(most?) things vary from person to person so you can’t necessarily use other people’s experiences for a whole lot.

    Hair wasn’t a big deal for me. Tiredness was. Make sure you have food and drinks nearby that don’t require any effort preparing… and your taste may change from one day to the next, so ‘junk-food’ full of calories and protein with as little added taste as possible may be your preference some of the time… I didn’t want to eat most of the time, so I prepared small portions in advance, that I could easily force into myself if I was nauseous and lots of liquid (they gave me the protein shake stuff ‘sustacal’ to make sure I got enough of everything. That stuff MAY not really be as vile as I remember it, but eating was a bit of a challenge especially the first week or so each round).

    Time to buy pretty hats and head scarves!
    Oh, and when your hair grows back out again afterward, it looks fantastic!
    Maybe it changes color or texture for a while. Mine got curly – it looked healthier than ever before.

    • bookmole says:

      Thanks!

      Daughter is knitting me a pretty hat – it is autumnal weather now and only going to get colder. I shall have to go on a headscarf / pretty head covering hunt. I think I will get the shorter haircut (maybe an inch – I have someone to do it for me for free) before the shopping, so I can see better how it will look. Not looking forward to no eyebrows, though!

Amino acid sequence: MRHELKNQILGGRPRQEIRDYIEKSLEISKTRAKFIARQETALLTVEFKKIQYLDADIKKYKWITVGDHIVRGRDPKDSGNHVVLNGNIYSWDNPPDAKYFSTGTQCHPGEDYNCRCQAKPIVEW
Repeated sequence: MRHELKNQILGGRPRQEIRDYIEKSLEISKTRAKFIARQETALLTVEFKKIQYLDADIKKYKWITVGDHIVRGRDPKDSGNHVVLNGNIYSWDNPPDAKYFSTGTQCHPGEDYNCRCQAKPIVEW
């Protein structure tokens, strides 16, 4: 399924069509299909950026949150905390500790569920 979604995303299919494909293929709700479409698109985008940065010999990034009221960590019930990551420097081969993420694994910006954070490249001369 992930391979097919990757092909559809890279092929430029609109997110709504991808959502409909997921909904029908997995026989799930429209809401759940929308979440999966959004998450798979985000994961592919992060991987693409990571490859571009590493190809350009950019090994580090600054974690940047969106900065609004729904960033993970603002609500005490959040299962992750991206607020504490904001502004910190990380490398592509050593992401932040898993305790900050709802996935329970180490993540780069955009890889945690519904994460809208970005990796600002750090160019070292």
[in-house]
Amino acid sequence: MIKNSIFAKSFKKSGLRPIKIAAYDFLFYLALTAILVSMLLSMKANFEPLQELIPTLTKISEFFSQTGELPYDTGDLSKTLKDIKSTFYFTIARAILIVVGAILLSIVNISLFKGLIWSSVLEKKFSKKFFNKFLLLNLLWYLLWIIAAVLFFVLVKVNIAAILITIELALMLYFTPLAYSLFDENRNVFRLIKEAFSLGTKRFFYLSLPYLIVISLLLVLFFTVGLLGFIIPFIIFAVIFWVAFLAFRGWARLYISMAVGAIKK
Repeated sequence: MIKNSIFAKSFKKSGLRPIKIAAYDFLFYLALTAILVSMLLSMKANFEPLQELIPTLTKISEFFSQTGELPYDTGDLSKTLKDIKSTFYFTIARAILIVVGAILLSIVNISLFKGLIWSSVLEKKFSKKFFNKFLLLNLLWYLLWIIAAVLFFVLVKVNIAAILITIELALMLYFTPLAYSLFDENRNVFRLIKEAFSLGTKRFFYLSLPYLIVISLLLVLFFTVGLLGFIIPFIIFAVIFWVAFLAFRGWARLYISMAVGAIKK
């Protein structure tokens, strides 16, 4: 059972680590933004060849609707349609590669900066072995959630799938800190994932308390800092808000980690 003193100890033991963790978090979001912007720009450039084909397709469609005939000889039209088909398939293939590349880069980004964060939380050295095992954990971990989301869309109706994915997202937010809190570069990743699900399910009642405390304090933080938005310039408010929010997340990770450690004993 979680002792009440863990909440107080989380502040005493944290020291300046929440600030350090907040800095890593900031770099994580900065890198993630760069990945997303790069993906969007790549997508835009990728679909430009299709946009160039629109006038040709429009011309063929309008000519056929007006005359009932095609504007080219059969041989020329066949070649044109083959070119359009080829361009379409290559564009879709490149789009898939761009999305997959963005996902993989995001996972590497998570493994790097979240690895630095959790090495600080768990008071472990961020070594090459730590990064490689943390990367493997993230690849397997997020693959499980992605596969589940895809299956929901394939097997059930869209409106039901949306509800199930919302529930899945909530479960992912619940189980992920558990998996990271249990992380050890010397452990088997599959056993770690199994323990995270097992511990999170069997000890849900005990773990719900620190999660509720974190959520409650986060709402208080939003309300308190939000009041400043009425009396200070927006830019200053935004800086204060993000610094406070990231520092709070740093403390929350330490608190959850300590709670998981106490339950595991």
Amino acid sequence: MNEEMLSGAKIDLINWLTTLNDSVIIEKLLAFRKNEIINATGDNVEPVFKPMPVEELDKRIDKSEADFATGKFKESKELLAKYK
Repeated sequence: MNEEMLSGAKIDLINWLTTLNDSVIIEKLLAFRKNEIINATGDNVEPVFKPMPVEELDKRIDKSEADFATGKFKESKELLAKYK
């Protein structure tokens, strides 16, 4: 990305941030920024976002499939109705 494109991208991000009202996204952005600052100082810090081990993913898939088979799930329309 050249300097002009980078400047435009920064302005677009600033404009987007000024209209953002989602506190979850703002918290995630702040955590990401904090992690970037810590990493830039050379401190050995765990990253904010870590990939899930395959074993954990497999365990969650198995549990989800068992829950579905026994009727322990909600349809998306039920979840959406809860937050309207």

Have been warned about the strange taste changes though my chemo leaflet said avoid junk food and takeaways. Also I was told if the weirdness gets really bad to avoid favourite foods, so no bad association is formed. That makes sense to me.

      The fun part about this (and there has to be something!) is refusing to cook till chemo is over. I have slaves children to do that!

  2. lauowolf says:

    Yay for slave children!

    And that is a brilliant thought to avoid favorite foods.
    (I lost apple juice that way years ago.)
    Anyway.
    I’ve had nausea issues.
    Hey, I even had me some of those fancy shamancy chemo anti-nausea meds during my kidney stuff this summer.
    What I’ve discovered is that there’s a fair amount you can do strategically.
    I got to where I was thinking of my appetite as a cranky old lady I had to sneak stuff past.
    And you can get better at it.

    Basically, fine, whatever they say about avoiding junk food and take out.
    Yeah sure, but if it ends up that’s something you can eat it, don’t worry about it.
    It may be that basic healthy snack isn’t anything you can force down.
    Take it a day at a time, and keep things small and frequent, because hungry is bad.
    It may be that there are times of day you are better able to cope.
    It may be that frozen mac and cheese is magic; it may be soup, or ice cream, or rice with soy sauce.
    You may need bland, or it may be that strong flavors actually help.